World markets are mostly higher after massive sell-offs Monday that saw several major exchanges hit multi-year lows. VOA's Michael Bowman reports from Washington, the rebound appears to be fueled by anticipation of lower interest rates, as well as new initiatives by the U.S. Federal Reserve to free up credit.
One day after sinking to its lowest level in four years, Wall Street's Dow Jones Industrial Average opened higher. Major European markets recorded gains in late-day trading.
The only major exchange to record a significant downturn was in Tokyo, where the Nikkei finished with a 3 percent loss.
After near-panic selling Monday amid continued worries about a growing credit crunch that could stunt global economic growth, markets appear calmer, according to Eugene Peroni of the U.S. financial firm Advisors Asset Management.
"The worst fears about all of this may have largely played out yesterday. I do think that Wall Street will begin to sense that the bailout plan will have some effect, that it will start to calm nerves," Peroni said.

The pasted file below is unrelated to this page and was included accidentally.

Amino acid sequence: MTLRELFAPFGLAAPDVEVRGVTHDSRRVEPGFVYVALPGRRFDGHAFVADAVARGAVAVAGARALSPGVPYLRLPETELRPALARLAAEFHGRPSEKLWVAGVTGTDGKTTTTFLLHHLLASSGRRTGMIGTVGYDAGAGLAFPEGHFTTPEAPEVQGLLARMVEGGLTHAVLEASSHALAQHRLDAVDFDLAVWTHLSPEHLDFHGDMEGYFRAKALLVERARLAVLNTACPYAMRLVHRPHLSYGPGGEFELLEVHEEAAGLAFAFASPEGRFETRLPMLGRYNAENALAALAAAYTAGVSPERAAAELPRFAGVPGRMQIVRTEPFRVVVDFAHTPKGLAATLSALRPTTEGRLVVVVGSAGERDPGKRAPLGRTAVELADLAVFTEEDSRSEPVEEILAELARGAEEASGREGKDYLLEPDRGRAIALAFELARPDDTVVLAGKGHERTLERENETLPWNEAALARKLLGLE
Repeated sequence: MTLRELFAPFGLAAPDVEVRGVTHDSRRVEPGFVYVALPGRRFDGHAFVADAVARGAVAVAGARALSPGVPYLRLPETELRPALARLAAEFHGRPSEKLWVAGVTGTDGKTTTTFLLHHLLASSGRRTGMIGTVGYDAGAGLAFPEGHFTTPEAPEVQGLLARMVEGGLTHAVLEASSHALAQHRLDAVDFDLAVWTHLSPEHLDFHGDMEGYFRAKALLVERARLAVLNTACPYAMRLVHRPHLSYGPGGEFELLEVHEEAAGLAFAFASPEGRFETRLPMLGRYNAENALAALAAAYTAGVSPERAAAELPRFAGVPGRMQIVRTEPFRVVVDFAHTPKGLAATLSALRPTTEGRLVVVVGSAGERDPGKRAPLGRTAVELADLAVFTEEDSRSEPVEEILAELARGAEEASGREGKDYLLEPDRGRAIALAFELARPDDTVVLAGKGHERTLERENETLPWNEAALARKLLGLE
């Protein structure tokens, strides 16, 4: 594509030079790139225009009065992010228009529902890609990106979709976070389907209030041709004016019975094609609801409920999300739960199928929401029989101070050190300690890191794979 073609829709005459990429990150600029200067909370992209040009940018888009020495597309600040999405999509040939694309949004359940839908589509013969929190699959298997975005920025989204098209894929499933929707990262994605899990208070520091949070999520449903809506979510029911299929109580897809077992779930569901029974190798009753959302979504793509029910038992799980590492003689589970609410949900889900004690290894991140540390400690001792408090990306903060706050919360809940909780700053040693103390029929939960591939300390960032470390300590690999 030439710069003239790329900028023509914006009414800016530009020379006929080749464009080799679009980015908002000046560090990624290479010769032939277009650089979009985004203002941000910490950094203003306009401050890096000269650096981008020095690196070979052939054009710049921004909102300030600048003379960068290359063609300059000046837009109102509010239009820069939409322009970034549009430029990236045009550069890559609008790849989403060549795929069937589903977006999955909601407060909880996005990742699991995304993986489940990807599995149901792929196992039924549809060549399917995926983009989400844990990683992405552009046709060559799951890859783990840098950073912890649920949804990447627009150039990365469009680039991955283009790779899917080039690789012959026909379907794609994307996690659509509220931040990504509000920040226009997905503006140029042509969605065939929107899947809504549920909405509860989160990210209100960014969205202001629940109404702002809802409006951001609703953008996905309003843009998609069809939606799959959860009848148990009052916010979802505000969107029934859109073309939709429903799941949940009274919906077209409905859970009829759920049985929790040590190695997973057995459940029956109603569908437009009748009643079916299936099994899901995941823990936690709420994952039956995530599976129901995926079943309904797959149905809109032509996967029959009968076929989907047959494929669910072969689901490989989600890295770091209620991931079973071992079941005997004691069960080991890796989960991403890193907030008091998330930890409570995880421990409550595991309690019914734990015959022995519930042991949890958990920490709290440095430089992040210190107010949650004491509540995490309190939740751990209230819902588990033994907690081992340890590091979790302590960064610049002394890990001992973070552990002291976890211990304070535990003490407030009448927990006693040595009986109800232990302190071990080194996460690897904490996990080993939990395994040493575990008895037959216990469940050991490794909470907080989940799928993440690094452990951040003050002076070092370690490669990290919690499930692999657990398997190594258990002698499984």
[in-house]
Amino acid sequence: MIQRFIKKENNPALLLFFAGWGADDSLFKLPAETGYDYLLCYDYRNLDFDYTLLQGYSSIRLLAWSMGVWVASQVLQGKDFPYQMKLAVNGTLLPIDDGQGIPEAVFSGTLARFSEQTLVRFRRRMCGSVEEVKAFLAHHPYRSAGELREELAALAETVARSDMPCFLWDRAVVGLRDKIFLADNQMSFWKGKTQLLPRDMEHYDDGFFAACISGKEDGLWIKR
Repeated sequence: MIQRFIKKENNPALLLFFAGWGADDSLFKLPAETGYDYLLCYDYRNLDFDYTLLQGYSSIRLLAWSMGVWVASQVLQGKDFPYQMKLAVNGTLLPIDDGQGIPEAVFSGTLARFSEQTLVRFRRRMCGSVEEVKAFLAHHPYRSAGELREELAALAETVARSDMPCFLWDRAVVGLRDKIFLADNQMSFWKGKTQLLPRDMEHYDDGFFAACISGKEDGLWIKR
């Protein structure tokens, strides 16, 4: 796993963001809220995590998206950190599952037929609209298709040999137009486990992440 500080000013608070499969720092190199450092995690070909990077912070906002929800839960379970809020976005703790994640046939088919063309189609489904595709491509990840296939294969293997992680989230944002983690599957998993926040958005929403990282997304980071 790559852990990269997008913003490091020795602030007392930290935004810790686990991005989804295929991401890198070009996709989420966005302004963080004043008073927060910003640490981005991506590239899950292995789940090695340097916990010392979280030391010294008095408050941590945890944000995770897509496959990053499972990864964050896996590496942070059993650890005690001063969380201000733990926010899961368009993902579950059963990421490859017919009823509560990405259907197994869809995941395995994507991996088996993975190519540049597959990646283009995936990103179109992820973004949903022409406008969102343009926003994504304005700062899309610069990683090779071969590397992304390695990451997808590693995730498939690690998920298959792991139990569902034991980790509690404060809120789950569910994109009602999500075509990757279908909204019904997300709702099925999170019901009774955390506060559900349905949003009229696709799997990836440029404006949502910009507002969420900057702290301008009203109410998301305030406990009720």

Last week, President Bush signed into law a massive financial rescue package that empowers the federal government to buy bad debt from struggling U.S. financial institutions.
In addition, the Federal Reserve says it will take steps to make it easier for American companies to finance short-term needs like payroll obligations and purchasing supplies. Another option open to central banks hoping to facilitate borrowing would be an interest-rate cut.
Australia's central bank has lowered a key interest rate by a full percentage point. The European Central Bank left interest rates unchanged last week, but left open the possibility of a future rate cut.
Gold continues to rise. Crude oil is trading higher after several weeks of steep declines.